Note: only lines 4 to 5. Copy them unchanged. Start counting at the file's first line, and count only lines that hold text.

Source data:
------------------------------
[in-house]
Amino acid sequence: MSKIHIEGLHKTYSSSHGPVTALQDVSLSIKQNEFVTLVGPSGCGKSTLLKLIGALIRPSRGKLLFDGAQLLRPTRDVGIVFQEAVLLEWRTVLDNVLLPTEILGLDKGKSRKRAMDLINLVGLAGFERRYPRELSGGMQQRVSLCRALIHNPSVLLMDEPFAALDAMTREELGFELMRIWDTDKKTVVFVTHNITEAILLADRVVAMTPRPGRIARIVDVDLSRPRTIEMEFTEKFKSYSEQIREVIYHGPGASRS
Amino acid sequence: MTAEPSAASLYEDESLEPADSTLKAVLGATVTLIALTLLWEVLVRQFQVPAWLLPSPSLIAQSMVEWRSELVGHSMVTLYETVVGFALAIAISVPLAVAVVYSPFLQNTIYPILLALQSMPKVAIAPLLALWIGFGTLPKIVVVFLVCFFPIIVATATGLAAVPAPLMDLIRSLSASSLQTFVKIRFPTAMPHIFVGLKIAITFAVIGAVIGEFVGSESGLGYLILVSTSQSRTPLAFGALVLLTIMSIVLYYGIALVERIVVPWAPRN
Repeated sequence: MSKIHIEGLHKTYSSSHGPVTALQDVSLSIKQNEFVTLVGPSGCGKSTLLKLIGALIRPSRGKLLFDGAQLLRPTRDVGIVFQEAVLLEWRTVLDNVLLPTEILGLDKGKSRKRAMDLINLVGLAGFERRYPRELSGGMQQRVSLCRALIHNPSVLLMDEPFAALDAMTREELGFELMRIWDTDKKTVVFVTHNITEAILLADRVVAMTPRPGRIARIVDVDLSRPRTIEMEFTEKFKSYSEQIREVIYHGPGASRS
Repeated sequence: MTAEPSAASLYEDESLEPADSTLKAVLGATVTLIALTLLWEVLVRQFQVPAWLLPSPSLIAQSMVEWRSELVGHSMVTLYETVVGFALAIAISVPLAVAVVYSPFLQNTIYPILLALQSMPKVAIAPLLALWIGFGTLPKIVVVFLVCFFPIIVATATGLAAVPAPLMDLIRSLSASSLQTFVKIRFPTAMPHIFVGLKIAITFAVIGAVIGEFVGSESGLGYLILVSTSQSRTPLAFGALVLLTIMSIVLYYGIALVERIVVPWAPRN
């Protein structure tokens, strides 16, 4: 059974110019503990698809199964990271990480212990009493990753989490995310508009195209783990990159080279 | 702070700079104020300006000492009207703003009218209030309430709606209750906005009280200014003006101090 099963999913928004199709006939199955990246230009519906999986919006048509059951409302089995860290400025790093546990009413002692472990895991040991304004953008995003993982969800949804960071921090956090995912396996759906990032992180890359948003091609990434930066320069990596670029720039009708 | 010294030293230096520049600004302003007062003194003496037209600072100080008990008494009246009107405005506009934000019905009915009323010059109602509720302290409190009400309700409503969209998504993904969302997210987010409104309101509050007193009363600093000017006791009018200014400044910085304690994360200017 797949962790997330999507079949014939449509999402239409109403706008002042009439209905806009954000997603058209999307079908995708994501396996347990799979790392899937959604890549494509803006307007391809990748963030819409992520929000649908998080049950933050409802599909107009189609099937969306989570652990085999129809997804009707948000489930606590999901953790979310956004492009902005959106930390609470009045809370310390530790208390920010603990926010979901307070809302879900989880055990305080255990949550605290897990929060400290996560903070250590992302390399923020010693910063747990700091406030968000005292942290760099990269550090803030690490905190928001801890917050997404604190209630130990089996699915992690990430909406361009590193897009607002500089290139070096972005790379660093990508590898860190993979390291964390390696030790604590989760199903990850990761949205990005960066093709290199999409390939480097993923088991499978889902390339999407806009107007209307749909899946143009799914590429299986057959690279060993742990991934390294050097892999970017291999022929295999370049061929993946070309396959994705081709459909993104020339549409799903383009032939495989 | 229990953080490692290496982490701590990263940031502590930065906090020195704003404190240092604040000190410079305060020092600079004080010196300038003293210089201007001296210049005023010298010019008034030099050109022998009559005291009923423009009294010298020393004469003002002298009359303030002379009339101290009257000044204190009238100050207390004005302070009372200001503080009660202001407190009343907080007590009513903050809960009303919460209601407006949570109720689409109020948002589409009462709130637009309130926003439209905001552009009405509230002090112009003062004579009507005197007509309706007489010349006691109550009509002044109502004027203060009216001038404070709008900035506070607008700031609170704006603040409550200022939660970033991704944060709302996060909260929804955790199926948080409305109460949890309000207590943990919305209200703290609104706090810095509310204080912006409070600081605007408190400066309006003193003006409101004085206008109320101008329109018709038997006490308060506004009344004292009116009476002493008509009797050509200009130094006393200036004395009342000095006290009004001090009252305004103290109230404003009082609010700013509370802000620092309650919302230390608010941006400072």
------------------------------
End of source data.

Repeated sequence: MSKIHIEGLHKTYSSSHGPVTALQDVSLSIKQNEFVTLVGPSGCGKSTLLKLIGALIRPSRGKLLFDGAQLLRPTRDVGIVFQEAVLLEWRTVLDNVLLPTEILGLDKGKSRKRAMDLINLVGLAGFERRYPRELSGGMQQRVSLCRALIHNPSVLLMDEPFAALDAMTREELGFELMRIWDTDKKTVVFVTHNITEAILLADRVVAMTPRPGRIARIVDVDLSRPRTIEMEFTEKFKSYSEQIREVIYHGPGASRS
Repeated sequence: MTAEPSAASLYEDESLEPADSTLKAVLGATVTLIALTLLWEVLVRQFQVPAWLLPSPSLIAQSMVEWRSELVGHSMVTLYETVVGFALAIAISVPLAVAVVYSPFLQNTIYPILLALQSMPKVAIAPLLALWIGFGTLPKIVVVFLVCFFPIIVATATGLAAVPAPLMDLIRSLSASSLQTFVKIRFPTAMPHIFVGLKIAITFAVIGAVIGEFVGSESGLGYLILVSTSQSRTPLAFGALVLLTIMSIVLYYGIALVERIVVPWAPRN